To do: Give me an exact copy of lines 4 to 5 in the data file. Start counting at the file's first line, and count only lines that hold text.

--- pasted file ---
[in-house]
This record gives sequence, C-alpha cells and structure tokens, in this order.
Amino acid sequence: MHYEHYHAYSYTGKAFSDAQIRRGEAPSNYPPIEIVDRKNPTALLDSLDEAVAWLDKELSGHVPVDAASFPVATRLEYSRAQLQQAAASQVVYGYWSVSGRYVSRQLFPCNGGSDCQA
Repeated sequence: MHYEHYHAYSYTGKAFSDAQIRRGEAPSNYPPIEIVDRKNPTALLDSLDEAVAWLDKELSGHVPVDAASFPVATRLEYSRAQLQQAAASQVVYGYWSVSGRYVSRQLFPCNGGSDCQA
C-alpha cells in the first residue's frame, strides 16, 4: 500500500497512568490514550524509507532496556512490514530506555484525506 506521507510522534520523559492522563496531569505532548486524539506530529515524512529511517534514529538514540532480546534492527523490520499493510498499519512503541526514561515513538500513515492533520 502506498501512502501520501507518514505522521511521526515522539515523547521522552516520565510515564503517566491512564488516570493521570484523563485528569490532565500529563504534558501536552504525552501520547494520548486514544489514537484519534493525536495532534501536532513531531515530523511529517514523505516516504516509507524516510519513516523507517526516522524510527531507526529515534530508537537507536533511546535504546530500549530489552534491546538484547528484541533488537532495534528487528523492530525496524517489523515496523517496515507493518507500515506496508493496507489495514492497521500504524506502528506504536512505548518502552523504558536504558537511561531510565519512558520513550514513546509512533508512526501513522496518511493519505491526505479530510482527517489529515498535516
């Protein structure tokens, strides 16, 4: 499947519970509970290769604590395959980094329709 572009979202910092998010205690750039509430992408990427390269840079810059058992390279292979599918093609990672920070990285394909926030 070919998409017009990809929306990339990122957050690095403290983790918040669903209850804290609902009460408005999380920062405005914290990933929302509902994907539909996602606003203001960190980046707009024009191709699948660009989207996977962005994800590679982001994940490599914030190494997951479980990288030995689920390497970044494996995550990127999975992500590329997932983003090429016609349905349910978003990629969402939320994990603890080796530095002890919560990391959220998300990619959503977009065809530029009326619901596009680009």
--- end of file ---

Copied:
Repeated sequence: MHYEHYHAYSYTGKAFSDAQIRRGEAPSNYPPIEIVDRKNPTALLDSLDEAVAWLDKELSGHVPVDAASFPVATRLEYSRAQLQQAAASQVVYGYWSVSGRYVSRQLFPCNGGSDCQA
C-alpha cells in the first residue's frame, strides 16, 4: 500500500497512568490514550524509507532496556512490514530506555484525506 506521507510522534520523559492522563496531569505532548486524539506530529515524512529511517534514529538514540532480546534492527523490520499493510498499519512503541526514561515513538500513515492533520 502506498501512502501520501507518514505522521511521526515522539515523547521522552516520565510515564503517566491512564488516570493521570484523563485528569490532565500529563504534558501536552504525552501520547494520548486514544489514537484519534493525536495532534501536532513531531515530523511529517514523505516516504516509507524516510519513516523507517526516522524510527531507526529515534530508537537507536533511546535504546530500549530489552534491546538484547528484541533488537532495534528487528523492530525496524517489523515496523517496515507493518507500515506496508493496507489495514492497521500504524506502528506504536512505548518502552523504558536504558537511561531510565519512558520513550514513546509512533508512526501513522496518511493519505491526505479530510482527517489529515498535516